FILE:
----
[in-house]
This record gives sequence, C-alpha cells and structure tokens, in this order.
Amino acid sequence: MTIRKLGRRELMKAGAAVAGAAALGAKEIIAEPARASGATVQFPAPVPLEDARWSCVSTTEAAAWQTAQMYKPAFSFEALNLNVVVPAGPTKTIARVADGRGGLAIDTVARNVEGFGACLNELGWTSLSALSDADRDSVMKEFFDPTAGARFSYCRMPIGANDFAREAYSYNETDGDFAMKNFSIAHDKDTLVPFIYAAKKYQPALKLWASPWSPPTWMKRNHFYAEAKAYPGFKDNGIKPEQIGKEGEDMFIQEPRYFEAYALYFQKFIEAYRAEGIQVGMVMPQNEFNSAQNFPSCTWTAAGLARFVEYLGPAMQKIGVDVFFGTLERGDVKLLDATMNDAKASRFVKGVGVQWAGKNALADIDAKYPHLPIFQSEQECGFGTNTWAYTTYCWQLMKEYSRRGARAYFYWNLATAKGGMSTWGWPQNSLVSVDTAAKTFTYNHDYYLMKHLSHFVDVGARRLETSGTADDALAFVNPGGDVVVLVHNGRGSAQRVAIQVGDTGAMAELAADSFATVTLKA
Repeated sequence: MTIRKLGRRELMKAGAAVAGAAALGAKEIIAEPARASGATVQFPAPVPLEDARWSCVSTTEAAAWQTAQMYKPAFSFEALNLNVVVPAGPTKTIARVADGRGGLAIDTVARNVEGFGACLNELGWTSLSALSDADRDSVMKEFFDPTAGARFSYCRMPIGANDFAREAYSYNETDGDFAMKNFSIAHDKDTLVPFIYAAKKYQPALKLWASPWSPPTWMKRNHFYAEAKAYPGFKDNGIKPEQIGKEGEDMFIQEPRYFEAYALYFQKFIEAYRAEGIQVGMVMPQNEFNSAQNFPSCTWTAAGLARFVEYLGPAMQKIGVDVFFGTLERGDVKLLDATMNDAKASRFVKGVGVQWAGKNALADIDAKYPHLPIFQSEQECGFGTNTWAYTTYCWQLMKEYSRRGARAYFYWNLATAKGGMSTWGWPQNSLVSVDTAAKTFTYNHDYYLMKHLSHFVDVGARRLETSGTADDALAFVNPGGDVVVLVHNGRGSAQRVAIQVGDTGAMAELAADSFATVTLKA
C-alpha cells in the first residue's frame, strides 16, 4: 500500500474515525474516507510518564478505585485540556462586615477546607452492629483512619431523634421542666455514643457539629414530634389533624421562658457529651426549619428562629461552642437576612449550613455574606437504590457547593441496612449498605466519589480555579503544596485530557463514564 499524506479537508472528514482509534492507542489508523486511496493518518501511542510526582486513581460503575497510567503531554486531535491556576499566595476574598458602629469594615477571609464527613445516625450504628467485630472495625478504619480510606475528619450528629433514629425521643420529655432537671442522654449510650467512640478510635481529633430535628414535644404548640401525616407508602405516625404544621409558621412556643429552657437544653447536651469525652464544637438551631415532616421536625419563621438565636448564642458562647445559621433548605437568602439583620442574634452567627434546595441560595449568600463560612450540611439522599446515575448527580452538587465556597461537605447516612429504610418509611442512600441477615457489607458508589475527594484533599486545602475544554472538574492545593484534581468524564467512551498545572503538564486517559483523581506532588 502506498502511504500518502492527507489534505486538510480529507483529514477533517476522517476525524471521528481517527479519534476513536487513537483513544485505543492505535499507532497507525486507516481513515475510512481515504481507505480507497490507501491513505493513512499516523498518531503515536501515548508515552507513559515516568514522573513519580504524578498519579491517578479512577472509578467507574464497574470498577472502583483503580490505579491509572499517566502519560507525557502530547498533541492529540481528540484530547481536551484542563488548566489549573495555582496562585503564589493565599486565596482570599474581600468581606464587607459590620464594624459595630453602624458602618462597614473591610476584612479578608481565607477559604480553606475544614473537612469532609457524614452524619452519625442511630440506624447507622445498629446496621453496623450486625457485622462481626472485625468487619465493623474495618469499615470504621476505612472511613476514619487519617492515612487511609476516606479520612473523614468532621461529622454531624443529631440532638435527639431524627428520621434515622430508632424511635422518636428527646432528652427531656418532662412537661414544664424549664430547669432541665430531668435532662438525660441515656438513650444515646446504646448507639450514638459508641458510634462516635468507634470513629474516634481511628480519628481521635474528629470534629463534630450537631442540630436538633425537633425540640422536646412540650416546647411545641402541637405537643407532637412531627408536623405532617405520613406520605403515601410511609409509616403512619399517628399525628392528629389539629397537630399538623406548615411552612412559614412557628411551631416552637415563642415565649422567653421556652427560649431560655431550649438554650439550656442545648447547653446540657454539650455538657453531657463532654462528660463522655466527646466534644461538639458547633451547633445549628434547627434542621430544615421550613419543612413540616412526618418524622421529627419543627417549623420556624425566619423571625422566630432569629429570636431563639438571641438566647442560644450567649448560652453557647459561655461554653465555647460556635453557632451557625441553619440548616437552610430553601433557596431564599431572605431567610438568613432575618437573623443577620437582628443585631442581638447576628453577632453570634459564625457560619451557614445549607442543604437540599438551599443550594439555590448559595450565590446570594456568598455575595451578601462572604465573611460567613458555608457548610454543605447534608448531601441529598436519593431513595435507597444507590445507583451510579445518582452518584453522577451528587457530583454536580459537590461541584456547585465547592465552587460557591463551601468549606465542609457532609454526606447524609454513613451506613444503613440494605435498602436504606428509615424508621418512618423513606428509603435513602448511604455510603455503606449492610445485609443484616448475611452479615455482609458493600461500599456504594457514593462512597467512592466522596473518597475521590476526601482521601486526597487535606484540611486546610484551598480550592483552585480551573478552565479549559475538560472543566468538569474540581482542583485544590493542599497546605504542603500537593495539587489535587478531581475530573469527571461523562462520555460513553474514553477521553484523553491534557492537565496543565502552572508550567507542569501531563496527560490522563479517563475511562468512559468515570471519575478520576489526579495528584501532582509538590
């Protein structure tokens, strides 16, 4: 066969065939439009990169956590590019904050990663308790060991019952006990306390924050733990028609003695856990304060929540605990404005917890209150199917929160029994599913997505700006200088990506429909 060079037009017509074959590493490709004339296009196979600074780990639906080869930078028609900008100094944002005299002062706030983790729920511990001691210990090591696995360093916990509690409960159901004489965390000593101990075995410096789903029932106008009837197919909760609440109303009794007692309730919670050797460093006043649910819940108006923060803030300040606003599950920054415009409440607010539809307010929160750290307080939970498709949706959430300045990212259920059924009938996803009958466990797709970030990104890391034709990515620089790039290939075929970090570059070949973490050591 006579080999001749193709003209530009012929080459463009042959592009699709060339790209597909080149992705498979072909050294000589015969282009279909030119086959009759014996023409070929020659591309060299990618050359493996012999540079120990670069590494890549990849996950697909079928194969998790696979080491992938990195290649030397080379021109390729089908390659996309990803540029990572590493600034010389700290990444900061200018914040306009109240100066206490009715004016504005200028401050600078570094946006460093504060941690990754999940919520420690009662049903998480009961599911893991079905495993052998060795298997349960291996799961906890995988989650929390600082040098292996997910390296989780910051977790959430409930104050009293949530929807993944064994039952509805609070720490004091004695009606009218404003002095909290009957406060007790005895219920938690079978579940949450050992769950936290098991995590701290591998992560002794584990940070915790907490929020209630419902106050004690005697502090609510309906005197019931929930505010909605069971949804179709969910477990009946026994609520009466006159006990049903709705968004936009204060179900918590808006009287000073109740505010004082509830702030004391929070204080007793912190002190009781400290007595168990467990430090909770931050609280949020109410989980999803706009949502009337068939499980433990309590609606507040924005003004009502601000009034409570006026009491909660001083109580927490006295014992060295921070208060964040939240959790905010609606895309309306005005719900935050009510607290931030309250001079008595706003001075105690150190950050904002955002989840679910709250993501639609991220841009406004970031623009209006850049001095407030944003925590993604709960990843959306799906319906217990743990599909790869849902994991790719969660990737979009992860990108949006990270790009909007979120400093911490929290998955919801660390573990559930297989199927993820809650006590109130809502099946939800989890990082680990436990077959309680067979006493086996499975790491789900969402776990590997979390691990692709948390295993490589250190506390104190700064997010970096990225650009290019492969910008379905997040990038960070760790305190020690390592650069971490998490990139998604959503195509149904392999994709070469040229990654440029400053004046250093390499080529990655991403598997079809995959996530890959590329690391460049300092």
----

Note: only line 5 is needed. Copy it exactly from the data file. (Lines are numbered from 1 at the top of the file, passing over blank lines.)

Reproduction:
C-alpha cells in the first residue's frame, strides 16, 4: 500500500474515525474516507510518564478505585485540556462586615477546607452492629483512619431523634421542666455514643457539629414530634389533624421562658457529651426549619428562629461552642437576612449550613455574606437504590457547593441496612449498605466519589480555579503544596485530557463514564 499524506479537508472528514482509534492507542489508523486511496493518518501511542510526582486513581460503575497510567503531554486531535491556576499566595476574598458602629469594615477571609464527613445516625450504628467485630472495625478504619480510606475528619450528629433514629425521643420529655432537671442522654449510650467512640478510635481529633430535628414535644404548640401525616407508602405516625404544621409558621412556643429552657437544653447536651469525652464544637438551631415532616421536625419563621438565636448564642458562647445559621433548605437568602439583620442574634452567627434546595441560595449568600463560612450540611439522599446515575448527580452538587465556597461537605447516612429504610418509611442512600441477615457489607458508589475527594484533599486545602475544554472538574492545593484534581468524564467512551498545572503538564486517559483523581506532588 502506498502511504500518502492527507489534505486538510480529507483529514477533517476522517476525524471521528481517527479519534476513536487513537483513544485505543492505535499507532497507525486507516481513515475510512481515504481507505480507497490507501491513505493513512499516523498518531503515536501515548508515552507513559515516568514522573513519580504524578498519579491517578479512577472509578467507574464497574470498577472502583483503580490505579491509572499517566502519560507525557502530547498533541492529540481528540484530547481536551484542563488548566489549573495555582496562585503564589493565599486565596482570599474581600468581606464587607459590620464594624459595630453602624458602618462597614473591610476584612479578608481565607477559604480553606475544614473537612469532609457524614452524619452519625442511630440506624447507622445498629446496621453496623450486625457485622462481626472485625468487619465493623474495618469499615470504621476505612472511613476514619487519617492515612487511609476516606479520612473523614468532621461529622454531624443529631440532638435527639431524627428520621434515622430508632424511635422518636428527646432528652427531656418532662412537661414544664424549664430547669432541665430531668435532662438525660441515656438513650444515646446504646448507639450514638459508641458510634462516635468507634470513629474516634481511628480519628481521635474528629470534629463534630450537631442540630436538633425537633425540640422536646412540650416546647411545641402541637405537643407532637412531627408536623405532617405520613406520605403515601410511609409509616403512619399517628399525628392528629389539629397537630399538623406548615411552612412559614412557628411551631416552637415563642415565649422567653421556652427560649431560655431550649438554650439550656442545648447547653446540657454539650455538657453531657463532654462528660463522655466527646466534644461538639458547633451547633445549628434547627434542621430544615421550613419543612413540616412526618418524622421529627419543627417549623420556624425566619423571625422566630432569629429570636431563639438571641438566647442560644450567649448560652453557647459561655461554653465555647460556635453557632451557625441553619440548616437552610430553601433557596431564599431572605431567610438568613432575618437573623443577620437582628443585631442581638447576628453577632453570634459564625457560619451557614445549607442543604437540599438551599443550594439555590448559595450565590446570594456568598455575595451578601462572604465573611460567613458555608457548610454543605447534608448531601441529598436519593431513595435507597444507590445507583451510579445518582452518584453522577451528587457530583454536580459537590461541584456547585465547592465552587460557591463551601468549606465542609457532609454526606447524609454513613451506613444503613440494605435498602436504606428509615424508621418512618423513606428509603435513602448511604455510603455503606449492610445485609443484616448475611452479615455482609458493600461500599456504594457514593462512597467512592466522596473518597475521590476526601482521601486526597487535606484540611486546610484551598480550592483552585480551573478552565479549559475538560472543566468538569474540581482542583485544590493542599497546605504542603500537593495539587489535587478531581475530573469527571461523562462520555460513553474514553477521553484523553491534557492537565496543565502552572508550567507542569501531563496527560490522563479517563475511562468512559468515570471519575478520576489526579495528584501532582509538590